With tight turnarounds, multiple stakeholders and over 300,000 fuel deliveries a year, SLCA needs fine-tuned logistics to keep airports running like well-oiled machines.
“Even the most basic process, such as attending to a parked aircraft, requires a lot of up-to-date information in order to avoid delays,” says Antonio Molina, IT Director at SLCA. “We need to refer to real-time flight information, then use that to define the time slot available for us to service the aircraft, get the fuel to the plane and take the pilot’s electronic signature when the job is done.”
SLCA had been using three applications to keep its operations moving and ensure that all relevant information is up to date. These applications covered three critical business functions:
- Fuel management
- Resource planning for accounting, sales and purchase processes
- Asset and vehicle maintenance, as well as incident, audit and training management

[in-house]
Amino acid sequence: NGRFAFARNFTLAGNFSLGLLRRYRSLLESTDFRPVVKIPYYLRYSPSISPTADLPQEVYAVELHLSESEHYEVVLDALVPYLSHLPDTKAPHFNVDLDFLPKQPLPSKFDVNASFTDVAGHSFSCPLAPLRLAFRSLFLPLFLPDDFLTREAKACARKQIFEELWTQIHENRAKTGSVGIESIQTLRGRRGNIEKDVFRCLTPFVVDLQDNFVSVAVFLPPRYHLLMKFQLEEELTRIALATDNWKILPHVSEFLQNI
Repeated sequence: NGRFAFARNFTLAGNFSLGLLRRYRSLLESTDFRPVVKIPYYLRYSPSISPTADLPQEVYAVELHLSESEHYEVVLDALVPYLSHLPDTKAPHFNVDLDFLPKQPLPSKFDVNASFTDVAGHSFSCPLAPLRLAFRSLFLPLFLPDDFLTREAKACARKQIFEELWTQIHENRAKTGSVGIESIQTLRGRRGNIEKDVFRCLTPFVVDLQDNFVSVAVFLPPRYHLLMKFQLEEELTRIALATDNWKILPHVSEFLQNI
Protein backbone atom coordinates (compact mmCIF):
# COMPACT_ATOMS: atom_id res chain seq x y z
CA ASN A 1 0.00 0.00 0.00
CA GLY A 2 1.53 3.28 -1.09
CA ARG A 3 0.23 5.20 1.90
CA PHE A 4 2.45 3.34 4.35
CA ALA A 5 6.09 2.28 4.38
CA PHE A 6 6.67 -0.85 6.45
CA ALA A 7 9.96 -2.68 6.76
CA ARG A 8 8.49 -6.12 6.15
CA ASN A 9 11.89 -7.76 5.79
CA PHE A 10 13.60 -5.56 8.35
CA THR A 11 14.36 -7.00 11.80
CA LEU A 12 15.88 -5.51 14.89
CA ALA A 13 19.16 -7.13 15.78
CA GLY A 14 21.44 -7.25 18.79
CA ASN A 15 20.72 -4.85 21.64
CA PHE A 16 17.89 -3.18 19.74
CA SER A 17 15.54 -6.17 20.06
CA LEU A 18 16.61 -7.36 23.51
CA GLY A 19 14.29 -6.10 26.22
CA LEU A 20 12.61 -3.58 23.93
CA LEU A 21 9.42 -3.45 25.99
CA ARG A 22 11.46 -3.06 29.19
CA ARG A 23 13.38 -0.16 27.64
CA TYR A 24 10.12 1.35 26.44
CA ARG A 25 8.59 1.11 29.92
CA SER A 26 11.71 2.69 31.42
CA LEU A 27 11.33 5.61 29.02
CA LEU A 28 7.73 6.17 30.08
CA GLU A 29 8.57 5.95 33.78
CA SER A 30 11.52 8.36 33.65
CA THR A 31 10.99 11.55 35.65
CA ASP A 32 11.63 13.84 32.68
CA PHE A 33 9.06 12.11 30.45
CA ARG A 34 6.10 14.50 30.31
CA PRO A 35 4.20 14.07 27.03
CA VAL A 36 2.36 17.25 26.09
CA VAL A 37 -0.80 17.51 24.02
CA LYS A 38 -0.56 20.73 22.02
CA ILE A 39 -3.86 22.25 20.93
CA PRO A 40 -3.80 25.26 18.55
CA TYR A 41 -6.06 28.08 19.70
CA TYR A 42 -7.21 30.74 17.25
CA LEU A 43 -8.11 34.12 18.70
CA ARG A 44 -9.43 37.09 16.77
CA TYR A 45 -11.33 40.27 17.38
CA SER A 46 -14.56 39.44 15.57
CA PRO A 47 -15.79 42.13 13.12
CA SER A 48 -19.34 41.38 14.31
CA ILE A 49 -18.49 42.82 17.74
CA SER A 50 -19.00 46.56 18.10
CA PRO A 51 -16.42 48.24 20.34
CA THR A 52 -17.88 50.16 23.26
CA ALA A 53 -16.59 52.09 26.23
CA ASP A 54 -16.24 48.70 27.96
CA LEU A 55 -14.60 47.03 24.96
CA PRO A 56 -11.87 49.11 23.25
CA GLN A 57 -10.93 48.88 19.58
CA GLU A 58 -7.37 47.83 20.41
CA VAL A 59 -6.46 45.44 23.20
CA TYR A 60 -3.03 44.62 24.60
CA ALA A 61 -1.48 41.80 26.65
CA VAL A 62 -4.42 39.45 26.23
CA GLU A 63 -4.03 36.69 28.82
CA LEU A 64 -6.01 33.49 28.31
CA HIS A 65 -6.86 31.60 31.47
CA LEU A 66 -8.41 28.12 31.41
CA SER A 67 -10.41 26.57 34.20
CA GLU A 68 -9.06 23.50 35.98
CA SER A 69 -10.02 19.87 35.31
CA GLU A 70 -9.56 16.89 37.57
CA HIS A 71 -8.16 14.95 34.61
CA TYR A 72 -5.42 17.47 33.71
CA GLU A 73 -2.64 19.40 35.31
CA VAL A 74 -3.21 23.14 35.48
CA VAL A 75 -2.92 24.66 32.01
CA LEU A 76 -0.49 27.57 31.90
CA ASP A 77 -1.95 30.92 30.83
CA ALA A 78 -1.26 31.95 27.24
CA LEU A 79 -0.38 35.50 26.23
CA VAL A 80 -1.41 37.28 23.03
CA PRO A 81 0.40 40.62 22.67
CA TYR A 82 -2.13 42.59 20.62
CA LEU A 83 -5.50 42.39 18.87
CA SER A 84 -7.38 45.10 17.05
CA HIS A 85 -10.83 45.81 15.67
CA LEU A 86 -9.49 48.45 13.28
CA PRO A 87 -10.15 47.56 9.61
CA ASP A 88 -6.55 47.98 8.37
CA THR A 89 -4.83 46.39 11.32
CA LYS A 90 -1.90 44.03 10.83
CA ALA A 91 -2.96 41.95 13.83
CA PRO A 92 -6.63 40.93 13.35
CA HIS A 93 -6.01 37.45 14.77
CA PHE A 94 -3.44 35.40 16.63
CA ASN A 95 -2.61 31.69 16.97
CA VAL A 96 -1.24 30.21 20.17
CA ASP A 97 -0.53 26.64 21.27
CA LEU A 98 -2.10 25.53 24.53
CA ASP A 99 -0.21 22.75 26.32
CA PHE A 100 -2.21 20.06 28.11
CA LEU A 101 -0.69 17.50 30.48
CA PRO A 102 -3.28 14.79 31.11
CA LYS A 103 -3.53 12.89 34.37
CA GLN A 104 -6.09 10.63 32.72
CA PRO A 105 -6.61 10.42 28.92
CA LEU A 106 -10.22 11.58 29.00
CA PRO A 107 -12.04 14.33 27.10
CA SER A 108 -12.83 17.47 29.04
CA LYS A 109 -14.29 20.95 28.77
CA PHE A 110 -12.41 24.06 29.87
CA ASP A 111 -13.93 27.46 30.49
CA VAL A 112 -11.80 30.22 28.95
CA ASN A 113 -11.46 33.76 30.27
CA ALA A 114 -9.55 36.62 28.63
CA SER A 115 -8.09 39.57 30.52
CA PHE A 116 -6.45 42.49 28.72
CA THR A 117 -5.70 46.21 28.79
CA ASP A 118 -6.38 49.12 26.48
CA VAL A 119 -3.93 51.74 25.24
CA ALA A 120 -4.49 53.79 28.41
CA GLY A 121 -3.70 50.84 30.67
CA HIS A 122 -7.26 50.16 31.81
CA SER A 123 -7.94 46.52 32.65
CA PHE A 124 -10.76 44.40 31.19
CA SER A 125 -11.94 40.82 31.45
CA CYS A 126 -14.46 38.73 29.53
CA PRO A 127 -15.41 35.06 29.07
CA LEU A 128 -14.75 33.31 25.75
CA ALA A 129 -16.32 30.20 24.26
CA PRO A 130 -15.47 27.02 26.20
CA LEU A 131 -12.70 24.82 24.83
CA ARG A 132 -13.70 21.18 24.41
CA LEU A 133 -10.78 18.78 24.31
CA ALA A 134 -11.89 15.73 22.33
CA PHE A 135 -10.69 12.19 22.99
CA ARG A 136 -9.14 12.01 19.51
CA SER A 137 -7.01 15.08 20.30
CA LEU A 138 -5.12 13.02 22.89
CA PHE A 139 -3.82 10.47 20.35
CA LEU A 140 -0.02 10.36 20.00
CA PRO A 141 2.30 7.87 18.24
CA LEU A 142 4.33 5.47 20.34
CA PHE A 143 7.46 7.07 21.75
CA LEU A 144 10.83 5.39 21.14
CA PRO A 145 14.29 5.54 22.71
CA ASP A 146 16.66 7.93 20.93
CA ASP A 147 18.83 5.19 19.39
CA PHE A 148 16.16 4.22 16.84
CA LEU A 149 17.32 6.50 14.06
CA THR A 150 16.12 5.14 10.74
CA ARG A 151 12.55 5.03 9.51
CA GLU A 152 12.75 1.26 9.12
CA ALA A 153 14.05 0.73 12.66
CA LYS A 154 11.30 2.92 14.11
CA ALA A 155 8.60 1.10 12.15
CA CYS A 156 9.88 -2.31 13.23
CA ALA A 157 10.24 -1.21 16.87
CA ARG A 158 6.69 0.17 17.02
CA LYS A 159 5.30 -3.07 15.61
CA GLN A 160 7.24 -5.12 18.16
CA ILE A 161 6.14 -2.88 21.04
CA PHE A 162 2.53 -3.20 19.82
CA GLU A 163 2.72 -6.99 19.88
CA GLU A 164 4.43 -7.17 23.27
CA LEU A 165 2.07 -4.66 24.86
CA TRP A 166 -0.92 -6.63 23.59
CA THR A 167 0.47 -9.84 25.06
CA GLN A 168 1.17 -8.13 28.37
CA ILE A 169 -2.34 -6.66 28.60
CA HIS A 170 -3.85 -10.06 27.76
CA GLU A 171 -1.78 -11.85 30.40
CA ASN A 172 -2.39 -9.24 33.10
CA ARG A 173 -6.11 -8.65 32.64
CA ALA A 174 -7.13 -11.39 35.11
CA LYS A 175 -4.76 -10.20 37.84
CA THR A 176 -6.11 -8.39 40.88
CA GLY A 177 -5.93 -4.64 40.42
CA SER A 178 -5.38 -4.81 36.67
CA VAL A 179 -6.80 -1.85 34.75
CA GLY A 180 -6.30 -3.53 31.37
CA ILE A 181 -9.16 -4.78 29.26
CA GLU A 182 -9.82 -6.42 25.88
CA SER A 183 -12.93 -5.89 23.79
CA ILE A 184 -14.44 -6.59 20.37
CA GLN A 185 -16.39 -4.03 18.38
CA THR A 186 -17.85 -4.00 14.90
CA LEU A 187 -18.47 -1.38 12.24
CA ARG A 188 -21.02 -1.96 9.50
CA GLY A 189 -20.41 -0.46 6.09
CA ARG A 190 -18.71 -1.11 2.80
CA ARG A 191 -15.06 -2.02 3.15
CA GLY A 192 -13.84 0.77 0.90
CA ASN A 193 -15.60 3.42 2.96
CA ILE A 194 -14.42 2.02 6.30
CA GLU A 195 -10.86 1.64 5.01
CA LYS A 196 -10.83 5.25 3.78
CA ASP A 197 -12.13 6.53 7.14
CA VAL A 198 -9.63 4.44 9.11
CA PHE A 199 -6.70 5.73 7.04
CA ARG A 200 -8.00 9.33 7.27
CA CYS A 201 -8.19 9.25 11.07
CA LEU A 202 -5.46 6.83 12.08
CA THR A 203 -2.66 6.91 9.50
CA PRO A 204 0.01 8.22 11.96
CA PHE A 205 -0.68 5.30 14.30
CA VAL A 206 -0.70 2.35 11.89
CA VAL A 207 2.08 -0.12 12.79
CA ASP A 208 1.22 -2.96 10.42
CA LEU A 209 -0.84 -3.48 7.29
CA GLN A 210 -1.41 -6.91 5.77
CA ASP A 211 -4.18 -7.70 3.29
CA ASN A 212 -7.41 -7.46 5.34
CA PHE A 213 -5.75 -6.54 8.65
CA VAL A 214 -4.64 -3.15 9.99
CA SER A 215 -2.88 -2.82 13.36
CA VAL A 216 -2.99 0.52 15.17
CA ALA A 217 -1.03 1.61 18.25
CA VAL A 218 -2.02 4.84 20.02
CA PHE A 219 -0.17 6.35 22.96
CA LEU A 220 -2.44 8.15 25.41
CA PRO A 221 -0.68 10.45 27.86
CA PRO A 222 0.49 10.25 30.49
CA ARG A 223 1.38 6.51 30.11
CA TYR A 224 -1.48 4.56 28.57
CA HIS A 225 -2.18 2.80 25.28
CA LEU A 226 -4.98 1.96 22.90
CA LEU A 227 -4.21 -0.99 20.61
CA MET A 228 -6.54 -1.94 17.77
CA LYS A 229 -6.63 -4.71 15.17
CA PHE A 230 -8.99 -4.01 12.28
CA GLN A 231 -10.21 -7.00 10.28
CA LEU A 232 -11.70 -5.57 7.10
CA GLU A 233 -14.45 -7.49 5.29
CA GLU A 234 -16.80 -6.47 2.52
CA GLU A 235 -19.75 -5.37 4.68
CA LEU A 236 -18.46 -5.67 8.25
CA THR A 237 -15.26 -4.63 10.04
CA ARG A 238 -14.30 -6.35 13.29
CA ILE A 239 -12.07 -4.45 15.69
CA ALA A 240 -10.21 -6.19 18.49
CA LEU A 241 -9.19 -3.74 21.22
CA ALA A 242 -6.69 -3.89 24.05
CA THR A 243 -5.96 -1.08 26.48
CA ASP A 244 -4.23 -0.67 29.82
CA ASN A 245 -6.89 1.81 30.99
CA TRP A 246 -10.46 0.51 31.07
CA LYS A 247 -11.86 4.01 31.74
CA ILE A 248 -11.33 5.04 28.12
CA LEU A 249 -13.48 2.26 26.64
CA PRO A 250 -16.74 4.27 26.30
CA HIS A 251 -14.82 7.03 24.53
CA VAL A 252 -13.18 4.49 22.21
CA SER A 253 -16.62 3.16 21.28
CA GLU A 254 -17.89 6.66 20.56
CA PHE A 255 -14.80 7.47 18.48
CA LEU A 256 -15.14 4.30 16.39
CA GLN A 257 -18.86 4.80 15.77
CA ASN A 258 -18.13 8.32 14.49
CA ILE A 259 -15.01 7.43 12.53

But the data for these applications was kept in separate systems. Analyzing it involved manually extracting data from the various sources before running calculations to create unique research reports. This was inefficient for continuous analysis, easy referencing and reporting.
In addition, if a flight is delayed, airports look to identify the reason behind the delay – a process that can take place several days after the flight. On average, SLCA oversees more than 800 flights every day. Its previous reporting process meant that it couldn’t always defend its operations with detailed, comprehensive data. It needed faster, more responsive and authoritative analytics.
“The aircraft ground handling industry is a latecomer to the cloud. One of our main challenges was to direct ground operations at airports toward internet technology, and we're proud to be one of the industry's leading companies worldwide in unlocking the power of cloud technology.”
Antonio Molina, IT Director, SLCA